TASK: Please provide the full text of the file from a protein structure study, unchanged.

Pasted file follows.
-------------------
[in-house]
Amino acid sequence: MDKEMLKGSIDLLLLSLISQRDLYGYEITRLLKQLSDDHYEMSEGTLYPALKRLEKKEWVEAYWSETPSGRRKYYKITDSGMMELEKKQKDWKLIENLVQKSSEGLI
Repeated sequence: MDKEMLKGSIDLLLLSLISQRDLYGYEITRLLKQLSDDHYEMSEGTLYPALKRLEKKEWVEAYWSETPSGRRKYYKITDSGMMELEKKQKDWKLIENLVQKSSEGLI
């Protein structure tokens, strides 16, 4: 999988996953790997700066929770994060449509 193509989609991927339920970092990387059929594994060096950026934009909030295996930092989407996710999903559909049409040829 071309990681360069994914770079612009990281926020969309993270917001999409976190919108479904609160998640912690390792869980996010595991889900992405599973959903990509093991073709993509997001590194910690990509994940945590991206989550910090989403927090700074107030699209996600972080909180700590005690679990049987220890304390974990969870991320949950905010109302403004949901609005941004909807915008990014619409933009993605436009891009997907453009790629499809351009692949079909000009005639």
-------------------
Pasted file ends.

[in-house]
Amino acid sequence: MDKEMLKGSIDLLLLSLISQRDLYGYEITRLLKQLSDDHYEMSEGTLYPALKRLEKKEWVEAYWSETPSGRRKYYKITDSGMMELEKKQKDWKLIENLVQKSSEGLI
Repeated sequence: MDKEMLKGSIDLLLLSLISQRDLYGYEITRLLKQLSDDHYEMSEGTLYPALKRLEKKEWVEAYWSETPSGRRKYYKITDSGMMELEKKQKDWKLIENLVQKSSEGLI
């Protein structure tokens, strides 16, 4: 999988996953790997700066929770994060449509 193509989609991927339920970092990387059929594994060096950026934009909030295996930092989407996710999903559909049409040829 071309990681360069994914770079612009990281926020969309993270917001999409976190919108479904609160998640912690390792869980996010595991889900992405599973959903990509093991073709993509997001590194910690990509994940945590991206989550910090989403927090700074107030699209996600972080909180700590005690679990049987220890304390974990969870991320949950905010109302403004949901609005941004909807915008990014619409933009993605436009891009997907453009790629499809351009692949079909000009005639």